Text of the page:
Once sugar reaches 275F, carefully remove thermometer, and stir in gelatin paste. The sugar will bubble when the gelatin dissolves- this is because the water in the gelatin is boiling off in the hot sugar. Again, be careful. (You can see it bubbling a little in my picture.)

Set sugar aside for a moment and whip egg whites in the mixer (or with hand mixer) until they are frothy and start turning white. Sprinkle on the 1.25oz sugar and continue whipping (as if making meringue) until you reach medium-stiff peaks. (When you pull the beater out and turn it upside down, the egg fluff should just barely droop at the peaks.)

If using a stand mixer, set it on low and slowly and carefully drizzle the hot sugar syrup onto the egg whites. If using a hand mixer, have your buddy hold the hand mixer and with it on low-med while you slowly and carefully pour sugar syrup over the egg whites. Pause periodically to let your buddy ensure the whites and syrup are well mixed. Once all the syrup is Incorporated, set your timer to 8 minutes, crank your mixer to its highest speed and whip it like you're in Devo.

When your timer goes off, quickly pour your marshmallow goo into your greased 9x13 pan. Smooth the top. Using your sifter or mesh sieve, dust the top generously with your confectioner's sugar/cornstarch mix. Let marshmallows set for 1-2 hours. This would be a good time to tidy up.

Once marshmallows have firmed up, gently pull them out of the pan. If you greased the pan well, this will be pretty easy. Lay the slab o' marshmallow powdered side down on a sheet of aluminum foil. Dust the unpowdered side.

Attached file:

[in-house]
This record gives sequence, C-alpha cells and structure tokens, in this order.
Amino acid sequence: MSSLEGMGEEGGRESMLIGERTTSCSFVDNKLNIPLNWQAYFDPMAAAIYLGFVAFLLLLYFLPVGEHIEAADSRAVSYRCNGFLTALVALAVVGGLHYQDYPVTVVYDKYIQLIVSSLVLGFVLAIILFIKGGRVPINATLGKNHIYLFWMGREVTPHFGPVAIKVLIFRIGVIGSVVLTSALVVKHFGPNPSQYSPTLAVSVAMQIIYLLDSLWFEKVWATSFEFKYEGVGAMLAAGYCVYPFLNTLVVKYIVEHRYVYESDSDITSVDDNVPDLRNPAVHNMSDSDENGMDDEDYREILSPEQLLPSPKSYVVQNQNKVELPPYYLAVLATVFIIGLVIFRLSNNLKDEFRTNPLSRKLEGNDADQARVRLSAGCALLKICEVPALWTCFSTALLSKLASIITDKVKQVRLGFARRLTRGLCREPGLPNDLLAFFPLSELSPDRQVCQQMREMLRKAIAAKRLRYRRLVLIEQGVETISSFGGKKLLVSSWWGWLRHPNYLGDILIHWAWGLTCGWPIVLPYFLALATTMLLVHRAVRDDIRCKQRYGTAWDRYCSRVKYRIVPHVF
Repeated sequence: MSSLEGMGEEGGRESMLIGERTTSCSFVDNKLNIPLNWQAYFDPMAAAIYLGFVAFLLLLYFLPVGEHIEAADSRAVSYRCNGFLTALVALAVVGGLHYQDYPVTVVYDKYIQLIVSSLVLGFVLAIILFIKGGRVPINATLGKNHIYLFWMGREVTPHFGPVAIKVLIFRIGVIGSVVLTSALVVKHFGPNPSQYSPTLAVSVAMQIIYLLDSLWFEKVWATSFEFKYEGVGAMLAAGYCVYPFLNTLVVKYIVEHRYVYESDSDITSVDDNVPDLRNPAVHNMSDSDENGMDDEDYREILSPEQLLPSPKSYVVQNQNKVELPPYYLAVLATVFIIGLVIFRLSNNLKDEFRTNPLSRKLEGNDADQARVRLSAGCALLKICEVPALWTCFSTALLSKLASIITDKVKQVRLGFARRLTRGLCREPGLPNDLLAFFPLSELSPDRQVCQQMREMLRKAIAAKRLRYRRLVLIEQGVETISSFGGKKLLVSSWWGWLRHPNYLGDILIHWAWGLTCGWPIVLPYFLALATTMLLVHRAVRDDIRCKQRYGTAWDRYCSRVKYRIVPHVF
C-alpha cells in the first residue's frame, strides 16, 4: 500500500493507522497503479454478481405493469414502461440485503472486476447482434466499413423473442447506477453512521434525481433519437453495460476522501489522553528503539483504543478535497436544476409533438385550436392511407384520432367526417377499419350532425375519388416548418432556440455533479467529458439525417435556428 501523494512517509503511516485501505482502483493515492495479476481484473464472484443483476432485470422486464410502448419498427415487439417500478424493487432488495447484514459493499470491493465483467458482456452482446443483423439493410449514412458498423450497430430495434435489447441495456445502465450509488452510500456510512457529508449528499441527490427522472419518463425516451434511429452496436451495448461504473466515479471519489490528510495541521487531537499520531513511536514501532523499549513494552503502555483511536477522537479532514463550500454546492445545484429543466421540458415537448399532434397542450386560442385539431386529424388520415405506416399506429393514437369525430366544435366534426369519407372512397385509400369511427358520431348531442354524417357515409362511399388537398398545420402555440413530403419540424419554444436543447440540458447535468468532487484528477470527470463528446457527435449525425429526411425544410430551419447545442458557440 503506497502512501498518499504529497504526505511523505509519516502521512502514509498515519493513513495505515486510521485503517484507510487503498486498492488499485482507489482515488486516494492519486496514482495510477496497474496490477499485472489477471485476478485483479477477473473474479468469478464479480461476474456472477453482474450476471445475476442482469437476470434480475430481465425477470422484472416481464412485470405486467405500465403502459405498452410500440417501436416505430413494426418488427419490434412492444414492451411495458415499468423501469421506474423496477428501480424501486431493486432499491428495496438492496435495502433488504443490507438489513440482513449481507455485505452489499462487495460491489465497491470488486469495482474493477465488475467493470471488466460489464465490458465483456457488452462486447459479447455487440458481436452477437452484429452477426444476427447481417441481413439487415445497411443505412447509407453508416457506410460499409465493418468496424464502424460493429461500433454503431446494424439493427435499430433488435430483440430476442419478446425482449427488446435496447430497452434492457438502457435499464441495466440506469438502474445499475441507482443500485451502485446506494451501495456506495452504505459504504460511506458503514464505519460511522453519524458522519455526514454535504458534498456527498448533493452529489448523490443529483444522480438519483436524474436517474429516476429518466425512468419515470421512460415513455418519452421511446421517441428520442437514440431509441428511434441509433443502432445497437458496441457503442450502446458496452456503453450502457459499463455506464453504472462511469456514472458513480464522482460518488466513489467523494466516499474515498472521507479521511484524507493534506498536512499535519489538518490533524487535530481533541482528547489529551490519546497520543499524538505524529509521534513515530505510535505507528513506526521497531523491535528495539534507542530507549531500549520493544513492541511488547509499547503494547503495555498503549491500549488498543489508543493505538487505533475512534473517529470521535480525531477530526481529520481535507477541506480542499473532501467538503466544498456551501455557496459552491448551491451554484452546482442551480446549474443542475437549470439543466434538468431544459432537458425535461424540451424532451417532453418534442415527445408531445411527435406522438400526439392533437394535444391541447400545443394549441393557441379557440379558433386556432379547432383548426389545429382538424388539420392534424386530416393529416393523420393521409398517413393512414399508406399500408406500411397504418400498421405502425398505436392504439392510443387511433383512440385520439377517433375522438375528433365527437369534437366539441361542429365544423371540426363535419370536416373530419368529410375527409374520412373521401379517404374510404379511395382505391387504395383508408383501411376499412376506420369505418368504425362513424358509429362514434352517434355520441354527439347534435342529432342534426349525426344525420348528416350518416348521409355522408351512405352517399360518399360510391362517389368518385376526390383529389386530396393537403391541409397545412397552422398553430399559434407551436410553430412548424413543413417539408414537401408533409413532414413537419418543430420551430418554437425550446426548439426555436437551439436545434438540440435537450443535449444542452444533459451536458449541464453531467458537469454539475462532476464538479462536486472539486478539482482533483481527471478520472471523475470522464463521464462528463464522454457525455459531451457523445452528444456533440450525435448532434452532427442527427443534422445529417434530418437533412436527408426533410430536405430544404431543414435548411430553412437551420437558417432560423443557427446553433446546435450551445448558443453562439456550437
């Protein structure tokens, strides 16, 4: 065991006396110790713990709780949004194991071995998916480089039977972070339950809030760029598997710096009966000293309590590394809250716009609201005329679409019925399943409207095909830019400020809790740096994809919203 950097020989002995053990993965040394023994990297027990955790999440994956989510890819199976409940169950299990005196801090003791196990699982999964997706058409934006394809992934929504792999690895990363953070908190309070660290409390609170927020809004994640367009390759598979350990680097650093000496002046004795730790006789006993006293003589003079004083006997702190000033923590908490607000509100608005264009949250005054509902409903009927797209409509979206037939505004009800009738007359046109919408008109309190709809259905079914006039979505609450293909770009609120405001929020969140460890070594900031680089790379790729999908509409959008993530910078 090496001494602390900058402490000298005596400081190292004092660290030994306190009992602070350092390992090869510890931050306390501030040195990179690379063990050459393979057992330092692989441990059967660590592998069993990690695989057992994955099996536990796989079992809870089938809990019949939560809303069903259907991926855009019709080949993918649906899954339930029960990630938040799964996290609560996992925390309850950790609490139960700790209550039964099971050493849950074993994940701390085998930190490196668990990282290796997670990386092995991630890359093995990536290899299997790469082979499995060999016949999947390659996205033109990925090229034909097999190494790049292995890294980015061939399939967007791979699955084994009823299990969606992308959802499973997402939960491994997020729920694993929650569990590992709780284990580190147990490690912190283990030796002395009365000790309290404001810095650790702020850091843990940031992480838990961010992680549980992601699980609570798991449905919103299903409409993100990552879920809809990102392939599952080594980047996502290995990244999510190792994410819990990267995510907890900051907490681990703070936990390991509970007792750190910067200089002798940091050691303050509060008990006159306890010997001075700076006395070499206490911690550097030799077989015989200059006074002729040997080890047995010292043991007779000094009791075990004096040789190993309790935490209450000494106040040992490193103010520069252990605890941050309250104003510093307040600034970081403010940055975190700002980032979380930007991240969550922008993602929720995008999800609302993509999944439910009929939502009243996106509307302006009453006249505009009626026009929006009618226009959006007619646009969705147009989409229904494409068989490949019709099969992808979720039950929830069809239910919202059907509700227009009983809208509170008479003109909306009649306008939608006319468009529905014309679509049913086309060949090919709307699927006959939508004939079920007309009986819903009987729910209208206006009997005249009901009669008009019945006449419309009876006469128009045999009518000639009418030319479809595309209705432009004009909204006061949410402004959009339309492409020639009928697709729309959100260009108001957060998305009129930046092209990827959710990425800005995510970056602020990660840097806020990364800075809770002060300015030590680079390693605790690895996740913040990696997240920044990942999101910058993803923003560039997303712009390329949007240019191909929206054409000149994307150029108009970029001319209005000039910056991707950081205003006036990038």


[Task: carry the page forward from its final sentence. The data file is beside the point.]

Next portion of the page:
Using a pizza cutter, cut your marshmallows into small cubes. Toss the cubes in your remaining sugar/cornstarch.

Voila! You're the proud owner of a big ol' pile of homemade marshmallows!Toast them, make s'mores, plop 'em in hot cocoa, eat 'em plain... the possibilities are endless!


pepper said...

That so great! I've always wanted to make marshmallows but I was intimidated. Sounds like if you are properly prepared then its not too bad.

Do you have any advice for cleaning the pot that had the hot sugar mixture? Does it ruin the pot at all?

Thanks so much and I loved your wedding cake with the skull.

pepper said...
This comment has been removed by a blog administrator.
Pumpkin said...

Cleaning the pot is pretty easy- just fill the pot with water and bring it to a boil. That should dissolve any gunky sugar and gelatin residue. Then you can just dump the water and clean the pot as you usually do.
I've used my pots for marshmallows and caramels (and have even burned my fair share of caramels) and haven't ever encountered any damage from the hot sugar.

Clumbsy Cookie said...

I have yet to try homemade marshmallows at home. I'll bookmark your recipe cause yours look great! Thanks for sharing!

Chris Sauter said...

how cool! yum! i'm making those too!